So how did the Rockets improve over the summer? They locked up Luis Scola for five years (overpaying him with a $47 million contract), drafted Scola's backup (Patrick Patterson), overpaid ($24 million!) for backup point guard Kyle Lowry, overspent on Brad Miller ($15 million!) for Yao insurance, and traded Trevor Ariza for Courtney Lee.

Other than the Ariza trade, those moves don't look all that great on paper do they? Or a computer screen. Or an Etch-A-Sketch. But I keep hearing about what a crazy-mad genius Daryl Morey, so I'm sure these were championship moves. Now please wait a moment while I mop up all this dripping sarcasm.

Still, if Yao can stay healthy for once, the Rockets have two legit inside threats (Ming and Scola), a great young point guard (Aaron Brooks), a crack perimeter player (Kevin Martin), and a group of solid role players/shooters (Lee, Shane Battier, Chase Buddinger, etc.). The Rockets have talent. They definitely have talent.

What they also have is a franchise player who's body is made of broken glass covered in soggy marshmallow and tissue paper. Meanwhile, their second best player (Martin) is more of a crispy papier-mâché, having missed 88 games over the past three seasons. Oh, and two speedsters (Brooks and Lowry) surrounded by a bunch of guys who have the quickness of a thick paste (Battier, Ming, Miller, Scola, Chuck Hayes, Pat Patterson). It's kind of hard to fast break when most of your team takes 10 seconds or more to cross halfcourt.

Doesn't another Yao injury, 40-45 wins and a brave but ultimately futile playoff chase sound about right? Yeah, it sounds right to me, too.

The Memphis Grizzlies

The general consensus among NBA fans is that the Grizzlies had what was, for them, a wildly successful season last year.

Reality check: That success equated to a 17th place finish in Offensive Efficiency, a 24th place finish in Defensive Efficiency, 40 wins, and yet another year of watching the playoffs from the lavish comfort of their own homes while covered in Victoria's Secret models and hundred dollar bills. Or maybe fifty dollar bills.

When the 2009-10 season was about to open, some Basketbawful readers suggested an "Assist Watch" for the Grizzlies, who opened the year with Allen Iverson, O.J. Mayo, Rudy Gay and Zach Randolph on the roster...notorious ball stoppers one and all. Sure, Memphis sent Iverson packing when he started ranting about minutes -- which happened after the first game, mind you -- but that still left the Griz with a "Big Three" who live by the motto "I will go down shooting. And then shoot from my grave."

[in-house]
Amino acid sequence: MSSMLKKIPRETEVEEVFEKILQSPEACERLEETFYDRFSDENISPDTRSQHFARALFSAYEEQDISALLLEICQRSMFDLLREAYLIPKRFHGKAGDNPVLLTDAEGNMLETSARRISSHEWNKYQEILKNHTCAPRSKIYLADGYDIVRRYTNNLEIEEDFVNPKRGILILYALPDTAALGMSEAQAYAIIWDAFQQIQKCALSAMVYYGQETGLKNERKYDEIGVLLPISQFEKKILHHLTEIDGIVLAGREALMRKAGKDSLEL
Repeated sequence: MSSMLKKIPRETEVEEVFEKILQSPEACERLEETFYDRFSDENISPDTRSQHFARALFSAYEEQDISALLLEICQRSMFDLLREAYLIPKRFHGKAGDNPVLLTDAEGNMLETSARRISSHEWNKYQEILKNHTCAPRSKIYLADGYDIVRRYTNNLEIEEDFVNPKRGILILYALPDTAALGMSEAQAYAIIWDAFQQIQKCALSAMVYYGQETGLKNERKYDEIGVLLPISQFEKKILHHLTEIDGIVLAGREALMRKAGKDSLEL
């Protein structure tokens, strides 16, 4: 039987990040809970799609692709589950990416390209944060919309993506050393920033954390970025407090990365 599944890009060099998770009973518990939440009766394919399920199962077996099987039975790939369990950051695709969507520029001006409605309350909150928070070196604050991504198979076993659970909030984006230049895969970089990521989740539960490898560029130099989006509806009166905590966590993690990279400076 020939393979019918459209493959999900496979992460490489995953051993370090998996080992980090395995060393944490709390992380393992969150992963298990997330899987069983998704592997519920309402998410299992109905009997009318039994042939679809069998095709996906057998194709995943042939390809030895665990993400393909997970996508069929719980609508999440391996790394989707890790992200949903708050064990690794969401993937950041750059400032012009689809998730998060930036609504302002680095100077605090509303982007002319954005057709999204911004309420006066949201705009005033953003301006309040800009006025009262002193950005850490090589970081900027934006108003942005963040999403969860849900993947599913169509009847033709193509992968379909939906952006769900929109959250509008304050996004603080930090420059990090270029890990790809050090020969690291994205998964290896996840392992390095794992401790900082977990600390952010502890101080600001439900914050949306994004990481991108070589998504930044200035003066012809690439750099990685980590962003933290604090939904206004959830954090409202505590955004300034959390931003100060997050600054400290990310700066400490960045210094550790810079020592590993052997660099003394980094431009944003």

The result: According to ESPN's John Hollinger, the Grizzlies had the lowest percentage of assisted field goals last season. And according to, Memphis finished with only three more total assists than the 12-win New Jersey Nets.

Shock. Awe. More shock.

For all their "success," the Care Bares were a shot-happy, defenseless bunch who probably would have won only 30-35 games if they hadn't led the league in offensive rebound percentage (KBAs, baby!).

Don't worry. It gets worse.

During the offseason, owner Michael Heisley made a series of mystifying moves, like way overpaying ($81.6 million!) for Rudy gay, letting Ronnie Brewer walk (after having acquired him from Utah for a first round pick), immediately insulting two smart draft picks (Xavier Henry and Greivis Vasquez) by offering them 20 percent less than the maximum specified by the Collective Bargaining Agreement, and then selling the 25th overall pick in the 2010 draft to the Dallas Mavericks.

Oh, and he signed Acie "One and a half feet in the NBA grave" Law.

The Grizzlies have a beastly frontcourt in Randolph and Marc "Why am I still so underrated anyway?" Gasol, a couple streaky perimeter players in Gay and Mayo, and...Mike Conley at point guard. Ugh.

Adding Henry, Vasques and Tony Allen will improve the team's depth, but I wouldn't trust this bunch any more than I would trust Eddy Curry to guard my ham sandwich. This team won't make the playoffs. Heck, they probably won't win 40 games again. Maybe ever.

But at least they have Allen marinating in the locker room.

The New Orleans Hornets

Chris Paul is begging, crying, and even screaming for some help. And if the Hornets don't give it to him, he's probably going to leave.


Well, no worries, Chris: Help is on the way!

Here you go: Trevor Ariza, Marco Belinelli, Craig Brackins, Quincy Pondexter, Mustafa Shakur, Jason Smith, Jerryd Bayless! And Aaron Gray!!

Oh dear God. CP3 is so gone.